Search Results for: Edward S. Herman

Dec 6 2001

Noam Chomsky–Saying What Media Don’t Want Us To Hear

"If liberty means anything at all," George Orwell wrote, "it means the right to tell people what they do not want to hear." From all indications, the gatekeepers for big media in the United States don’t want to hear what Noam Chomsky has to say — and they’d prefer that we not hear him either. Mainstream journalists in other nations often interview Chomsky. Based at the Massachusetts Institute of Technology, he’s a world-renowned analyst of propaganda and global politics. But the chances are slim that you’ll ever find him on a large network here at home. Chomsky is ill-suited to […]

Feb 6 2001

Support Grows for Dissenting Pacifica Board Members

Amid a crisis that threatens the future of the Pacifica Radio Network, more than 80 prominent progressives have rallied in support of the six dissidents on the Pacifica Foundation’s board. These board members want Pacifica‘s national leadership to reverse course on its takeover of WBAI, and to “build democratic decision-making structures throughout Pacifica.” A statement supporting the dissenting board members (below) was signed by the Local Advisory Board chairs of four of Pacifica‘s five stations and by former Pacifica staffers and board members, as well as by political figures, community leaders, journalists, artists and academics. These include Dennis Brutus, Noam […]

Sep 1 2000

Hometown Hostility

The Philadelphia Inquirer vs. Mumia Abu-Jamal

Antioch College’s commencement for the class of 2000 featured a taped speech by death-row inmate Mumia Abu-Jamal, convicted in a highly questionable 1981 trial of murdering a Philadelphia police officer. (See Extra!, 11-12/95.) The Ohio college’s graduation events also included a teach-in by supporters of Abu-Jamal and an organized police protest. Although the selection of a condemned prisoner as speaker was surely the most notable and unusual feature of the event, the Philadelphia Inquirer‘s coverage focused on the police protest, with the front-page article (4/30/00) headlined “Speech Met with Silent Protests” and an accompanying picture of Maureen Faulkner, widow of […]

Jul 1 2000

Booknotes’ Slanted Shelf

C-SPAN slights left-wing authors

Booknotes is an entertaining program on the C-SPAN cable network. Hosted by general manager Brian Lamb, the show features hour-long author interviews every Sunday evening. Lamb is an intelligent interviewer, choosing guests who have written informative, politically interesting non-fiction and presenting them in a conversational, audience-friendly format. Unhappily, Booknotes also displays a pronounced conservative bias in its choice of guests. Lamb’s interests, reflected in the authors and books he chooses, tend toward American politics and history. He seems on a crusade to explain our national history, especially that of his own lifetime, to viewers of a younger generation. It’s a […]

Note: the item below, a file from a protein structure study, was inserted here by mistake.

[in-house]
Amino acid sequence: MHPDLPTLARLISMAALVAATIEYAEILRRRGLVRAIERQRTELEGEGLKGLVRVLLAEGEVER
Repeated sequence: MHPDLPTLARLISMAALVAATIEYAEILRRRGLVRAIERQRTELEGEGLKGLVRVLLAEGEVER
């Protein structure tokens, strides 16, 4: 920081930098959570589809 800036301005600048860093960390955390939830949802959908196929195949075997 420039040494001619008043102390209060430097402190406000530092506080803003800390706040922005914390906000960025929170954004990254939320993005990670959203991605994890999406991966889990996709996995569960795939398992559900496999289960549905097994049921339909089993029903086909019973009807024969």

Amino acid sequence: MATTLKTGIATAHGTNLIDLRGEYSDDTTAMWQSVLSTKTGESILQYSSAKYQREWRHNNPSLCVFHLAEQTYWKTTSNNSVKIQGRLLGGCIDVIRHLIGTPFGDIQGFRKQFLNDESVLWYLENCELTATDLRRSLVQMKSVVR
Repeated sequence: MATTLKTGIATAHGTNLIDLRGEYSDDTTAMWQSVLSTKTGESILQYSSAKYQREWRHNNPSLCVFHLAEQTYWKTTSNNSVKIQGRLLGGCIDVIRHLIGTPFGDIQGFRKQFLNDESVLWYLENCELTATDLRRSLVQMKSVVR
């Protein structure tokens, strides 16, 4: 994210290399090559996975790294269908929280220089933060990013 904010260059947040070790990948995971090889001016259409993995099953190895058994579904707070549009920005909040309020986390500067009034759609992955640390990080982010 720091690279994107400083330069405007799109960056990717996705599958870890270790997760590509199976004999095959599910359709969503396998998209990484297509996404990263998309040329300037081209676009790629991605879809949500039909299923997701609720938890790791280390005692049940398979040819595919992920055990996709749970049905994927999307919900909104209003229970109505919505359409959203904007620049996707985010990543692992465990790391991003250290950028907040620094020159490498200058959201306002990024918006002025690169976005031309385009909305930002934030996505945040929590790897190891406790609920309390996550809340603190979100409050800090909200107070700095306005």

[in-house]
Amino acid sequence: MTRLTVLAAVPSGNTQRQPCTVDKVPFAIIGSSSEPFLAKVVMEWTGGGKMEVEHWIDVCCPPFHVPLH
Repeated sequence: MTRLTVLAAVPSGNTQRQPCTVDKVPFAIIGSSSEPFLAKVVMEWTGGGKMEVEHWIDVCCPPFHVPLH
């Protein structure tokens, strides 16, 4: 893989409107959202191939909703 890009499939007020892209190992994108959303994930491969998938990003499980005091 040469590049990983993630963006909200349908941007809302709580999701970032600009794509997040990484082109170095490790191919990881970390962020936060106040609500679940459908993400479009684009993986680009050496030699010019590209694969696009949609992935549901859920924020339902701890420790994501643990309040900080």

Sep 1 1998

Good and Bad Genocide

Double standards in coverage of Suharto and Pol Pot

Coverage of the fall of Suharto reveals with startling clarity the ideological biases and propaganda role of the mainstream media. Suharto was a ruthless dictator, a grand larcenist and a mass killer with as many victims as Cambodia’s Pol Pot. But he served U.S. economic and geopolitical interests, was helped into power by Washington, and his dictatorial rule was warmly supported for 32 years by the U.S. economic and political establishment. The U.S. was still training the most repressive elements of Indonesia’s security forces as Suharto’s rule was collapsing in 1998, and the Clinton administration had established especially close relations […]

May 1 1998

Shams and Triumphs

The New York Times follows the official line on international elections

In an editorial on “Election Risks in Cambodia” (11/28/97), the New York Times warned that “flawed elections are worse than none,” and that “the international community must proceed cautiously, lest a rigged election give Mr. Hun Sen a veneer of legitimacy.” Similarly, in writing on “Kenya’s Flawed Election” (12/31/97), the Times‘ editors noted that “holding elections is not enough to assure demo­cratic government,” pointing specifical­ly to the need for “an independent elec­toral commission less bound to political parties” and “independent broadcast media, allowing opposition voices to be heard outside election periods.” These are very good points, but regrettably the New […]

Nov 1 1997

The Global Media Giants

We are the world

Time Warner offices with Rochester skyline/Photo: Thomas Belknap

A specter now haunts the world: a global commercial media system dominated by a small number of superpowerful, mostly U.S.-based transnational media corporations. It is a system that works to advance the cause of the global market and promote commercial values, while denigrating journalism and culture not conducive to the immediate bottom line or long-run corporate interests. It is a disaster for anything but the most superficial notion of democracy–a democracy where, to paraphrase John Jay’s maxim, those who own the world ought to govern it. The global commercial system is a very recent development. Until the 1980s, media systems […]

Aug 1 1997

Ritually Denouncing Chomsky

It’s a rare day when Noam Chomsky’s name surfaces in mainstream media. But Anthony Lewis’ June 23 New York Times column on the reported arrest of Pol Pot took a passing swipe at the MIT linguist and social critic. “A few Western intellectuals, notably Prof. Noam Chomsky, refused to believe what was going on in Cambodia,” Lewis wrote. “At first, at least, they put the reports of killing down to a conspiratorial effort by American politicians and press to destroy the Cambodian revolution.” In fact, Chomsky did acknowledge that massive atrocities had taken place in Cambodia, but questioned whether they […]